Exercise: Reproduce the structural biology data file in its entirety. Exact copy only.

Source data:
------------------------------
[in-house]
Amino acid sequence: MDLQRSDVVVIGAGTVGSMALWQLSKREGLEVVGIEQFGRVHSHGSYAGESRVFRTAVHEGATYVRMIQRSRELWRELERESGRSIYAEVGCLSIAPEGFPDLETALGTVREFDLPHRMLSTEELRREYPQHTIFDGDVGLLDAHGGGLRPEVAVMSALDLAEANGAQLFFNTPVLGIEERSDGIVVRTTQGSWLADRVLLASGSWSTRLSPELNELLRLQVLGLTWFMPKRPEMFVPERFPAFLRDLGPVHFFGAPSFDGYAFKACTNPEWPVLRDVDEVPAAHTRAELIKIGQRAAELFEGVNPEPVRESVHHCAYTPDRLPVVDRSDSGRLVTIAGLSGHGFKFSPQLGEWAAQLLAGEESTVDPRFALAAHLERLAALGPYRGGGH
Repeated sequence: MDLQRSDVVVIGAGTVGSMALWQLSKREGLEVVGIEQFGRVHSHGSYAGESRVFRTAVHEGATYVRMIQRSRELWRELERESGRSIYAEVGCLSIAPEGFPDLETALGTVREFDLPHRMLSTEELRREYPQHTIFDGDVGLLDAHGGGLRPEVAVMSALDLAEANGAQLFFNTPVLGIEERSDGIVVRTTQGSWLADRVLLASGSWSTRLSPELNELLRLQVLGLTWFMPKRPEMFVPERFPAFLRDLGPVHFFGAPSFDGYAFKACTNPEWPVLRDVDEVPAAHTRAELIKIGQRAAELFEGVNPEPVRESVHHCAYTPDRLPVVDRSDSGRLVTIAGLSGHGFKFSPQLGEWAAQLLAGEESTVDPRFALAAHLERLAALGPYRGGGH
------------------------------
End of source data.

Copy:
[in-house]
Amino acid sequence: MDLQRSDVVVIGAGTVGSMALWQLSKREGLEVVGIEQFGRVHSHGSYAGESRVFRTAVHEGATYVRMIQRSRELWRELERESGRSIYAEVGCLSIAPEGFPDLETALGTVREFDLPHRMLSTEELRREYPQHTIFDGDVGLLDAHGGGLRPEVAVMSALDLAEANGAQLFFNTPVLGIEERSDGIVVRTTQGSWLADRVLLASGSWSTRLSPELNELLRLQVLGLTWFMPKRPEMFVPERFPAFLRDLGPVHFFGAPSFDGYAFKACTNPEWPVLRDVDEVPAAHTRAELIKIGQRAAELFEGVNPEPVRESVHHCAYTPDRLPVVDRSDSGRLVTIAGLSGHGFKFSPQLGEWAAQLLAGEESTVDPRFALAAHLERLAALGPYRGGGH
Repeated sequence: MDLQRSDVVVIGAGTVGSMALWQLSKREGLEVVGIEQFGRVHSHGSYAGESRVFRTAVHEGATYVRMIQRSRELWRELERESGRSIYAEVGCLSIAPEGFPDLETALGTVREFDLPHRMLSTEELRREYPQHTIFDGDVGLLDAHGGGLRPEVAVMSALDLAEANGAQLFFNTPVLGIEERSDGIVVRTTQGSWLADRVLLASGSWSTRLSPELNELLRLQVLGLTWFMPKRPEMFVPERFPAFLRDLGPVHFFGAPSFDGYAFKACTNPEWPVLRDVDEVPAAHTRAELIKIGQRAAELFEGVNPEPVRESVHHCAYTPDRLPVVDRSDSGRLVTIAGLSGHGFKFSPQLGEWAAQLLAGEESTVDPRFALAAHLERLAALGPYRGGGH